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Chronic Myelogenous Leukemia: achieving a 76% major molecular response rate at 24 months by pharmacist-driven oral oncology program.

Chronic myelogenous leukemia (CML) is a disease where the bone marrow makes too many white blood cells. According to the American Cancer Society, the median age of patients is 67 years and most patients can have a normal life expectancy if they take their medications properly and have appropriate clinical management.

Major molecular response (number of leukemia cells in your blood) is a surrogate marker for overall survival (see Figure 1). If patients achieve MMR at 24 months, their lives can be prolonged for an extended period of time. However, multiple published papers demonstrate that patients are only taking their medications 60-70% of the time, leading to lower survival and higher total cost of care (days in the hospital, emergency room visits, other prescriptions, etc.).  

Overall survival for patients in MMR at 24 months vs. those never in MMR
Figure 1. Overall survival for patients in MMR at 24 months vs. those never in MMR. Source:


In 2013, based on published literature from a phase 3 randomized controlled trial in CML, where 100% of patients were taking their medications, less than 50% of patients achieved a major molecular response at 24 months.

Knowing that adherence can be a barrier across all patients and wanting to achieve as better outcomes for our patients, Boston Medical Center’s specialty pharmacy began a pharmacist driven oral adherence management program for each patient that included intense education, structured follow-up with clinical support, assessment of medication adherence and appropriate financial support.   

Through a specialty workflow developed internally with the electronic medical record, all prescriptions for CML patients were exclusively handled by an oncology trained pharmacy specialist.

  • Clinical – pharmacists would help evaluate each prescription for clinical appropriateness based on patient risk factors, comorbidities, drug-drug interactions and frequent assessment and follow up for adverse events. 
  • Education – once medication was ordered, the specialty pharmacist set up an in-person meeting with the patient to discuss the medication, how to take it, address questions and concerns, and review other medications the patient was taking.  They also planned a next phone or in-person touch point, any lab follow up and the pharmacist provide the patient a calendar, in their native language with a schedule of when to take their medication.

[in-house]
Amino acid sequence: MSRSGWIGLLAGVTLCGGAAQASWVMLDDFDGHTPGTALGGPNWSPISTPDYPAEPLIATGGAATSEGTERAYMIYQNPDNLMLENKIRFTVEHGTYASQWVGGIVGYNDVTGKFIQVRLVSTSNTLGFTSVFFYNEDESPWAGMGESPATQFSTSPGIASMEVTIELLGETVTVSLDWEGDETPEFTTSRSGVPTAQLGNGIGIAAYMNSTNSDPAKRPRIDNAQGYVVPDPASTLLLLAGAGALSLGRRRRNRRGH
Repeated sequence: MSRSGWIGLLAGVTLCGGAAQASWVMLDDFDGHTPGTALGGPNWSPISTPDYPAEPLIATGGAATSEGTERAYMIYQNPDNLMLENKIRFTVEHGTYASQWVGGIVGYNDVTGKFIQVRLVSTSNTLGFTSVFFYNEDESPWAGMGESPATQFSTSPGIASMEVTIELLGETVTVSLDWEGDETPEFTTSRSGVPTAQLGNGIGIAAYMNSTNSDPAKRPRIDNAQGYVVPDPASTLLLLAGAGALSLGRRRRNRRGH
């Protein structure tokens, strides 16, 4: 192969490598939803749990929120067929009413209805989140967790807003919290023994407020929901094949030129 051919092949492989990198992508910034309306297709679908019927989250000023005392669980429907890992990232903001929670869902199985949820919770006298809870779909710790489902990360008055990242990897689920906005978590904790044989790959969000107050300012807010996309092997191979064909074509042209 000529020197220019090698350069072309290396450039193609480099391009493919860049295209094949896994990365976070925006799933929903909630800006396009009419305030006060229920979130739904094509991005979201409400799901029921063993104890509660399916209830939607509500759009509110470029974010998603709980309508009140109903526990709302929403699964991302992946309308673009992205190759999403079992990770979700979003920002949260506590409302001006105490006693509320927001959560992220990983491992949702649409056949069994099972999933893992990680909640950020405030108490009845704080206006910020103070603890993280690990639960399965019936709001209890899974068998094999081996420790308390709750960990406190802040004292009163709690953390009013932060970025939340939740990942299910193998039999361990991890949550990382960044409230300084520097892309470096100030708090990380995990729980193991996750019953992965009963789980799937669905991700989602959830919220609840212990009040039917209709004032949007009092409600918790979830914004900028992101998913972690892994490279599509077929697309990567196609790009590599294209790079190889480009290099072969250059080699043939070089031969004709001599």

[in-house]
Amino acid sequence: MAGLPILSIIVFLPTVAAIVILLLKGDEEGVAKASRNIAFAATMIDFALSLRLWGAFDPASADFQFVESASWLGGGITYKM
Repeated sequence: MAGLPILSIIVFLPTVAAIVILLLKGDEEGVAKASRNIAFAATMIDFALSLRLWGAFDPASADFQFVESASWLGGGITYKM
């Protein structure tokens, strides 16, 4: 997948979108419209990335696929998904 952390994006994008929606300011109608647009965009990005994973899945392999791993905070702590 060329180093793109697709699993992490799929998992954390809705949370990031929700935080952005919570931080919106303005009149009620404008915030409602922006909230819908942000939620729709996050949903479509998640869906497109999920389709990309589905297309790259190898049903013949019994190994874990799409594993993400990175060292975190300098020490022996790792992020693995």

• First appointment with provider or pharmacist - patients received a call from the same pharmacist, or had an in-person appointment, one or two weeks after the first meeting. This time was used to ensure that the medication was being taken as prescribed as well as ask about new or persistent side effects and answer questions and address concerns.
  • Medication adherence – after the first four weeks, monthly check-ins between the pharmacist and patient ensured patients were receiving their medication, and taking it. During these check-ins, patients could alert pharmacists to any issues with insurance, co-payments, refills, side effects, or receiving the medication, and pharmacists could intervene and support the patient.  Further, if the patient felt the need, they could reach out to the pharmacist directly between meetings through 24-hour on-call service.  
  • Interactions, side effects and toxicity management – the pharmacist not only checked in regularly with the patient about side effects of their CML medication, but also took over management of non-specialty medication prescriptions. This allowed the pharmacist to monitor potential drug interactions, ensure adherence with other medications too, and improve time to access for any medications that needed to be initiated for side effect management.  
  • Social workers – if necessary, pharmacists connected patients to social workers for support with emotional and issues related to social determinants of health. 
  • Interpreter services – for patients for whom English was not their first language, in-person or telephonic interpretation allowed the pharmacist and patient to have effective, two-way communication.
  • Food insecurities – patients can receive a prescription for food and they can go to the hospital food pantry and get food for their entire family 
  • Financial support/drug access – for patients with high co-pays a drug access patient assistance program coordinator would meet with the patient and help enroll patients into appropriate (co-pay programs, foundations or charities) to overcome any financial barriers.   

At the end of five years, patients who participated in this specialty pharmacy model with oncology trained pharmacists achieved a 76% molecular response rate in CML patients at 24 months.